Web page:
César FRANCK (1822-1890)
Eve-Maud Hubeaux (mezzo-soprano)
Vlaams Radio Choir
Orchestre Philharmonique Royal de Liège/Hervé Niquet
rec. 2018, Salle Philharmonique, Liège, Belgium
MUSIQUE EN WALLONIE MEW1994 [51:28]
I am immediately brought up short by the opening statement of the booklet notes written by Roland van der Hoeven. He links Les Béatitudes, Panis Angelicus and Rédemption together as creating an aura “shrouding César Franck in a religious fog”. Musically, it is difficult to recognise any real connection between the work recorded here – Rédemption – and the immensely popular (and infinitely shorter) Panis Angelicus, while the sheer scale and drama of this work seem more to evoke great mountain ranges gleaming in the sun than any wallowing clouds of fog, religious or otherwise. In fact, the hugely invigorating second movement of this two-part, 10-movement choral and vocal extravaganza is such a homage to Wagner that if Franck is shrouded by anything here, it is Wagner’s ghost. The lengthy Morceau Symphonique which opens the second half of the work is so luxuriantly scored and so sensuously conceived, that the phrase “religious fog” is not just wholly irrelevant, but quite nonsensical especially in the light of the fact that this purely orchestral section is the only part of Rédemption which is at all frequently heard or recorded today as a stand-alone concert piece.
That Franck’s Rédemption is so rarely heard in its entirety – currently I know of only one other recording of the complete work (Michel Plasson on a 1994 Musical Heritage disc) as well as a couple which can be found in historic box-sets – is down to two problems; one practical, the other promotional. It is an impractical work to perform calling for large chorus and orchestra, mezzo-soprano solo and narrator (this Musique en Wallonie disc wisely dispenses with the narration to no great detriment to the ultimate performance), and it is notoriously difficult to pigeon-hole as belonging to one genre or another; something which has exercised to exhaustion most writers who have devoted any significant number of words to the work. It also got off to a bad start, the first version premiered in the Théâtre de l’Odéon under the direction of Georges Hartmann in April 1873 was a dismal flop; van der Hoeven suggests this might not be unconnected with “recent political events which had wrought such havoc in the city” and points out that the premiere performance had been “insufficiently prepared”. The much revised second version (premiered under Franck’s own direction at the Théâtre Ventadourin in March 1875) did not fare much better. Yet it shows a composer with an impressive grasp of orchestral scoring and a finely-tuned sense of the dramatic; comparisons with Berlioz are inevitable and the work does not suffer at all from any such comparisons. It is certainly a pivotal work both in Franck’s development as a composer for orchestra and the reception of his music by the public; within the next quarter century parts of the work - notably the “Archangel’s Aria” - established quite a hold in the repertory.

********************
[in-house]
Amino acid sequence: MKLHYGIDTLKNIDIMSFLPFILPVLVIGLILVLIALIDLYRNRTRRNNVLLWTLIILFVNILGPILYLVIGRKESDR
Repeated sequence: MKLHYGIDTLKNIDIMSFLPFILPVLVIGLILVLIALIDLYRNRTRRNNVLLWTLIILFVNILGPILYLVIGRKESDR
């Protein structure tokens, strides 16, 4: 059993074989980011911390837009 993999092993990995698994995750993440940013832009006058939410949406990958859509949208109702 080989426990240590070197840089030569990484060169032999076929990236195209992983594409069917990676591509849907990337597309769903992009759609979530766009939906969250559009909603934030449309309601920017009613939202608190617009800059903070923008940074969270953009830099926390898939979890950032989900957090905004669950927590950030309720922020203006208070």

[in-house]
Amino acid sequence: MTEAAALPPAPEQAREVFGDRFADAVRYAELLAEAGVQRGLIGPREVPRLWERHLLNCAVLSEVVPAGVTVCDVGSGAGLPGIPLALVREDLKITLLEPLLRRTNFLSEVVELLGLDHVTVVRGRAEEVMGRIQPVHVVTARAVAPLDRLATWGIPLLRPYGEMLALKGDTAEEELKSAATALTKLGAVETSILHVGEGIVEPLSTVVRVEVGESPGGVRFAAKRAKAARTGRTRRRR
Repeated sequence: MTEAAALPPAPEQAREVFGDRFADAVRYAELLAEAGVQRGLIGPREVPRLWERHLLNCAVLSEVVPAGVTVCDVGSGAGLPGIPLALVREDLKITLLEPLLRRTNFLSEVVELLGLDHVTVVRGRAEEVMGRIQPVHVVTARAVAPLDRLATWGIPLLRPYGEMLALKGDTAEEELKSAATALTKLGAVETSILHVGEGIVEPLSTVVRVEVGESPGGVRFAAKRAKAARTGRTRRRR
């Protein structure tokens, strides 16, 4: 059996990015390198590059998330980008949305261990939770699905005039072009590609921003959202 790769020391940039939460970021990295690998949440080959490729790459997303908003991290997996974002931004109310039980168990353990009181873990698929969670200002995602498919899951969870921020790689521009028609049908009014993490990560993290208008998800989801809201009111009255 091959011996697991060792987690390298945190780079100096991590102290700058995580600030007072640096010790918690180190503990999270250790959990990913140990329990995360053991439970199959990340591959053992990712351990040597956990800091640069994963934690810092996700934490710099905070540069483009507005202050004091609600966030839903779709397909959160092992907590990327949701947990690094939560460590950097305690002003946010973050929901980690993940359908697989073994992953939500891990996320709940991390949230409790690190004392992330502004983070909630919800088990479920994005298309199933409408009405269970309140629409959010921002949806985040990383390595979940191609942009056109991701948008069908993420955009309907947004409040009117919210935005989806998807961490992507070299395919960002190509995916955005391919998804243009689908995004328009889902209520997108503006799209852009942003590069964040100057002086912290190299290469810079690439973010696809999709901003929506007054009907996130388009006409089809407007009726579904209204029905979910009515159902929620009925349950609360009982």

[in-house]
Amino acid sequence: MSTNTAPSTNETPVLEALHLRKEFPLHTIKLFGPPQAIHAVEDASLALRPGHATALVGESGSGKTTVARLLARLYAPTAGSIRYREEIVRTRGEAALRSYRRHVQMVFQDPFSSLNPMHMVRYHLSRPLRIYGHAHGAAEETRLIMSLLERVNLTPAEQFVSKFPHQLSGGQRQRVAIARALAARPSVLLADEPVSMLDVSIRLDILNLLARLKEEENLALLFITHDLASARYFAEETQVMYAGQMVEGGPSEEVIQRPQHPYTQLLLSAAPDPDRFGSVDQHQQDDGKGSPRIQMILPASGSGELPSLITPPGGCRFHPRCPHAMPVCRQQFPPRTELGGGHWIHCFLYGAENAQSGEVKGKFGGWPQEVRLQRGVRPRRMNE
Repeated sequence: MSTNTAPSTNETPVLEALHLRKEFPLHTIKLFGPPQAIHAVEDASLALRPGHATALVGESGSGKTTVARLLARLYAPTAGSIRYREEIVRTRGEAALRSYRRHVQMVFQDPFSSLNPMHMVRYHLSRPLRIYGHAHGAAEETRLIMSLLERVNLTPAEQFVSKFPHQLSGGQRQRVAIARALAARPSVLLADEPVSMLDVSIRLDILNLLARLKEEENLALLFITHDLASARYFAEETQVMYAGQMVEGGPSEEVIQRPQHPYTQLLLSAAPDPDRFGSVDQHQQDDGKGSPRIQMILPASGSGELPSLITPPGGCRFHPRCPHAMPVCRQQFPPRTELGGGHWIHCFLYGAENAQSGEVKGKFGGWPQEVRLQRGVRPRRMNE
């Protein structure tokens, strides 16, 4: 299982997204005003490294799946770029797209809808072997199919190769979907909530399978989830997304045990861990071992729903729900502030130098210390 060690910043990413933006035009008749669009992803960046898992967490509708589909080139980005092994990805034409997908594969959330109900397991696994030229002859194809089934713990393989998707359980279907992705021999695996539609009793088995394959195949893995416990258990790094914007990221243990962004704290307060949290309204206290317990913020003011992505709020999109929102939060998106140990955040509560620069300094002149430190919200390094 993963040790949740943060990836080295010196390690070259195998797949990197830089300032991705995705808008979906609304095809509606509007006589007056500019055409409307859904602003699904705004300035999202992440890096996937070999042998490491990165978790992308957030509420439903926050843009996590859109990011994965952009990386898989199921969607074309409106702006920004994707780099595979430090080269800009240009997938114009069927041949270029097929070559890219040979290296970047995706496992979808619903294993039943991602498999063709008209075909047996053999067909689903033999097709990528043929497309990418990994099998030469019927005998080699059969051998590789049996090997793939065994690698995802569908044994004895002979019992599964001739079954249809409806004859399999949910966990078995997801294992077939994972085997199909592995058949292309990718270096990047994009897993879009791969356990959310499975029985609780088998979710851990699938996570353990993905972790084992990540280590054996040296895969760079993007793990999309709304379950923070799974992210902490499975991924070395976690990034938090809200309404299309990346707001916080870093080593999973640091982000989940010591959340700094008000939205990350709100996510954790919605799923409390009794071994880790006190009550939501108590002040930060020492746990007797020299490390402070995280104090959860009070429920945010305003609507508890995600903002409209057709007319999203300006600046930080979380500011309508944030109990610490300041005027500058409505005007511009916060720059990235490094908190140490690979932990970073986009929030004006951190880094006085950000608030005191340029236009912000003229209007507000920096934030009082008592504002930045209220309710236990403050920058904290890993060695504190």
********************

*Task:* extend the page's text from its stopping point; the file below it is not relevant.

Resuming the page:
Van der Hoeven might emphasise Franck’s religious convictions and his “sincere Catholicism” in his notes, but this is music of a much more worldly mind, full of glorious and exuberant passages, wearing its very human emotions clearly on its musical sleeve and relishing the sheer opulence of a musical language which is about as far removed from the church as one could imagine. The text is by Edouard Blau (the oratorio is subtitled “Poème Symhonique d’Edouard Blau”) who is mostly remembered as an opera librettist, penning libretti for, among others, Godard’s Dante, Massenet’s Le Cid and Werther, and Lalo’s Le roi d'Ys. Little wonder, then, that Franck responded with music of such dramatic force that it reeks rather more of the opera house than the church.
This is a stirring and full-blooded performance by the Royal Liège Philharmonic under Hervé Niquet. The playing is vivid and splendidly caught in this excellent recording. In emphasising the orchestral element, I am merely reflecting the work itself which, while involving both a chorus and mezzo-soprano soloist, is much more an orchestral showpiece with vocal interjections. That said, the Vlaams Radio Choir exude great passion and spirit, especially the men in their extremely dramatic 7th movement “Chorus of Men”. I find the women possibly too fulsomely operatic to be wholly convincing in the following “Chorus of Angels”, and while there is no doubt that Eve-Maud Hubeaux possesses a voice of great robustness and warmth, hers is hardly a convincingly angelic delivery of the “Archangel’s Aria” from the work’s first part.
As usual the Musique en Wallonie label has enclosed the single CD within a gorgeous hard-backed booklet with lavish illustrations and thought-provoking as well as informative notes. The recording quality is excellent, and for those who have not encountered this work before, I would suggest they seek it out as soon as they like; it contains some of Franck’s most exciting and dramatically-charged orchestral music.